Sounds like you'll need the computer for school work, online/web surfing, word processing, etc. Simply find out if they support both, or if there's a platform-specific requirement for certain courses...esp whatever you're majoring in. (Legal courses, or med courses, etc., may be platform-specific, I don't know...been a long time since college for me!)

    Other than that, you'll do fine with whatever you end up with. Besides, should you have the chance to learn BOTH, you'll be all the better for it in the long run.
  6. dabhoys

    dabhoys Guest

    I'm thinking about getting a power book for my pro tools rig just for field recording.

    What plays the biggest part in playing back and recording numerous channels? The Ram, Prosessor or HD or all three.

    I'm sorry if that seems like a stupid question but I'm not 100% sure.

    I won't really be using the Powerbook for plugins etc. Just to do the recordings. What processor power would I be looking at?
  7. KyroJoe

    KyroJoe Guest

    The first thing is to check with your school and find out if there are applications
    they will use that require one platform or the other.

    If they have no preference, then go for a PC/Windows XP *PRO* (not Home!) laptop.

    Specifically, if you can afford it, (USD$1400-$1700)

    I VERY HIGHLY recommend:

    Toshiba Satellite P30 ( "P30-RG4" (only this model - there are several sub-models) : 3.46 GHz w/80GB)
    & 7200 RPM Firewire External Hard-Drive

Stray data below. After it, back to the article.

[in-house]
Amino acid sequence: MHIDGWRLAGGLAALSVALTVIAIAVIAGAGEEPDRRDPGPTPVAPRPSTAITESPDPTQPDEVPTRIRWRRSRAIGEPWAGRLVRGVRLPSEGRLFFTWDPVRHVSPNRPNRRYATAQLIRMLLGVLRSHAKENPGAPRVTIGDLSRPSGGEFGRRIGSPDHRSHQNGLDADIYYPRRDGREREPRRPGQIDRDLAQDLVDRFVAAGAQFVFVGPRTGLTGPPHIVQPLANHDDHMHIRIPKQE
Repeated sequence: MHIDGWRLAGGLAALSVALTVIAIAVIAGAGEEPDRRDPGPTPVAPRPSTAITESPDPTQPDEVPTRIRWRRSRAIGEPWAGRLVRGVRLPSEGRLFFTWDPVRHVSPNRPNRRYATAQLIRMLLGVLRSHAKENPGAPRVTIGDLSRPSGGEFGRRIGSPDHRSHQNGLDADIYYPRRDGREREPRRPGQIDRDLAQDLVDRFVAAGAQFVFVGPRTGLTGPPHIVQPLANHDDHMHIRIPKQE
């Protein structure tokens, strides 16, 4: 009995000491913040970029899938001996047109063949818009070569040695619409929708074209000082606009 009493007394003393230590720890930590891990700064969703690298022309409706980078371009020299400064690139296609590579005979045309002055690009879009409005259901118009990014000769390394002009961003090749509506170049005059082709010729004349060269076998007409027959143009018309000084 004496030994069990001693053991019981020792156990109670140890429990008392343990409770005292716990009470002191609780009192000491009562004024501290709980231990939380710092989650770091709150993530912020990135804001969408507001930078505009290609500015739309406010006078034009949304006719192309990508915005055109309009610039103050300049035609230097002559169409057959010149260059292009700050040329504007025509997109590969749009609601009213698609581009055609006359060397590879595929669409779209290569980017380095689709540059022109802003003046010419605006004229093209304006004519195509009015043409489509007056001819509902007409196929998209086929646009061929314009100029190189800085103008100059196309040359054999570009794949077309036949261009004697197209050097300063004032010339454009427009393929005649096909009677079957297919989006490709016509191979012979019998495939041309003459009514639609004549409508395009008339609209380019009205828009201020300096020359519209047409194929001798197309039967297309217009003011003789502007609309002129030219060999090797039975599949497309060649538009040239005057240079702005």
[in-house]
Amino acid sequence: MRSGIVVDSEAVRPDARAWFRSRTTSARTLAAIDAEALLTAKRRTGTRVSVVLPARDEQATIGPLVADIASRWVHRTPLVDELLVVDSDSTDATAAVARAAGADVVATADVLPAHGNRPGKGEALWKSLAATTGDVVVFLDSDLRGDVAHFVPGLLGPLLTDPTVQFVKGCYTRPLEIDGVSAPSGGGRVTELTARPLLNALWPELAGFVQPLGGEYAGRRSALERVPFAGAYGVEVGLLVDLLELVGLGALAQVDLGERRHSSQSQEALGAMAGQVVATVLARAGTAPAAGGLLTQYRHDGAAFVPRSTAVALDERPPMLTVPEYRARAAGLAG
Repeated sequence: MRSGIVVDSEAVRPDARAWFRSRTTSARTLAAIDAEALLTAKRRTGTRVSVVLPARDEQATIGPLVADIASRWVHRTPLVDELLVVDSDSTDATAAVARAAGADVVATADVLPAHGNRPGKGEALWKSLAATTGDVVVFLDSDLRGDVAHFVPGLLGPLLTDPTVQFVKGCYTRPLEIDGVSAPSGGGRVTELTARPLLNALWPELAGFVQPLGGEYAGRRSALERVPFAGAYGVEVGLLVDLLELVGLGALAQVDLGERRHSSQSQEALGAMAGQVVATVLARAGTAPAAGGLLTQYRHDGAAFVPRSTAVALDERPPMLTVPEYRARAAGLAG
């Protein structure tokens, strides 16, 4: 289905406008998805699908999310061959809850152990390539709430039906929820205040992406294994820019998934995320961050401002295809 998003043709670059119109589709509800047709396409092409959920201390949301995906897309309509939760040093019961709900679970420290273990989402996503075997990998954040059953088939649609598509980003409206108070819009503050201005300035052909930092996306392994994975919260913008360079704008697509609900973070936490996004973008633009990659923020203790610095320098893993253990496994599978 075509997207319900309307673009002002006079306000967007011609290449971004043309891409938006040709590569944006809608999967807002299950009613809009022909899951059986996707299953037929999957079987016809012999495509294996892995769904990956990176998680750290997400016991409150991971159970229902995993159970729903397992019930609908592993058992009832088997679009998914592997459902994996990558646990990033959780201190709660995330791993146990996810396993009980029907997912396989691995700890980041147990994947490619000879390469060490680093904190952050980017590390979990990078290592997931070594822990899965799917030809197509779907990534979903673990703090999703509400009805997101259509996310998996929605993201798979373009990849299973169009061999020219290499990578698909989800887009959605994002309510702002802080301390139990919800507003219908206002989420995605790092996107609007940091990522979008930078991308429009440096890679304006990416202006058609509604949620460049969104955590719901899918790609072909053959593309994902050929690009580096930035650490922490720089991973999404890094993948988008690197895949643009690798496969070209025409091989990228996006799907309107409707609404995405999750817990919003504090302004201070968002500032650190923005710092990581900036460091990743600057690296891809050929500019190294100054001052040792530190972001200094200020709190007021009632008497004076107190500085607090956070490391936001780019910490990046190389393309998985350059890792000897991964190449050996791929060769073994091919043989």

(a 5400 int rpm drive is ok for the operating system but doesn't
    cut it for music recording)
    Firewire or USB/FW Combo Maxtor 1-touch 160GB or 350GB @ Best Buy are rock solid
    and will do the job as good as any music specific 7200rpm drive for less $$$

    Computers are the sum of their parts...
    A weak component anywhere in your system will destabilize the whole system.
    Component and add-on compatibility is a must and solid on the Toshiba!
    R&D, interference, environmental & stress testing will also add to the MSRP of a system.
    Toshiba has some pretty stringent tests and standards for its notebooks.

    Toshiba also has add-on warranties (which cover EVERYTHING - including dropping and beverage spill)
    can't be beat!

    Also: In ANY laptop you should get a new battery at LEAST every year! And always do your
    recording with the laptop plugged in.

    FYI: I began working with computers over 20 years ago, hold many certifications, and
    have personal and published review experience with most everything out there.

    All 3 matter though it's mostly RAM & HD!
    You can overcome Interal HD speed issues (sub 7200 rpm) by adding an
    external 7200 rpm+ drive. You can 'GET BY' with 512MB RAM though 1GB should be your minimum!
    If you're buying new, just go for a G4 (around USD$1600).

    For all: If you experience any issues on a laptop that has int. wireless
    network cards, you should disable / remove or turn off the card
    when recording.

    KYRO Studios